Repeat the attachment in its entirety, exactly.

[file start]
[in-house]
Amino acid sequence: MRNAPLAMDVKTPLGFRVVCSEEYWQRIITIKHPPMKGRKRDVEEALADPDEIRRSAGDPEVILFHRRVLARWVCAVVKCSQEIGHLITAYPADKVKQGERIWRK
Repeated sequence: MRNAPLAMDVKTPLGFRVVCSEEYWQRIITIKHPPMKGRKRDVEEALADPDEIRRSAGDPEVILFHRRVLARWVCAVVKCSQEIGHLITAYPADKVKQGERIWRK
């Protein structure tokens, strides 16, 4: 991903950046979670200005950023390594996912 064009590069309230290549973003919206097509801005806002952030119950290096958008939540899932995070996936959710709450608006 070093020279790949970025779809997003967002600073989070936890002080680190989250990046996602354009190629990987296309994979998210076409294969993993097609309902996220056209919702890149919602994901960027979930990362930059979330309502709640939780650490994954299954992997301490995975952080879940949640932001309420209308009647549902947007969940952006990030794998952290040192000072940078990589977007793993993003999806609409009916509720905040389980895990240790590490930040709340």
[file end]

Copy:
[in-house]
Amino acid sequence: MRNAPLAMDVKTPLGFRVVCSEEYWQRIITIKHPPMKGRKRDVEEALADPDEIRRSAGDPEVILFHRRVLARWVCAVVKCSQEIGHLITAYPADKVKQGERIWRK
Repeated sequence: MRNAPLAMDVKTPLGFRVVCSEEYWQRIITIKHPPMKGRKRDVEEALADPDEIRRSAGDPEVILFHRRVLARWVCAVVKCSQEIGHLITAYPADKVKQGERIWRK
């Protein structure tokens, strides 16, 4: 991903950046979670200005950023390594996912 064009590069309230290549973003919206097509801005806002952030119950290096958008939540899932995070996936959710709450608006 070093020279790949970025779809997003967002600073989070936890002080680190989250990046996602354009190629990987296309994979998210076409294969993993097609309902996220056209919702890149919602994901960027979930990362930059979330309502709640939780650490994954299954992997301490995975952080879940949640932001309420209308009647549902947007969940952006990030794998952290040192000072940078990589977007793993993003999806609409009916509720905040389980895990240790590490930040709340």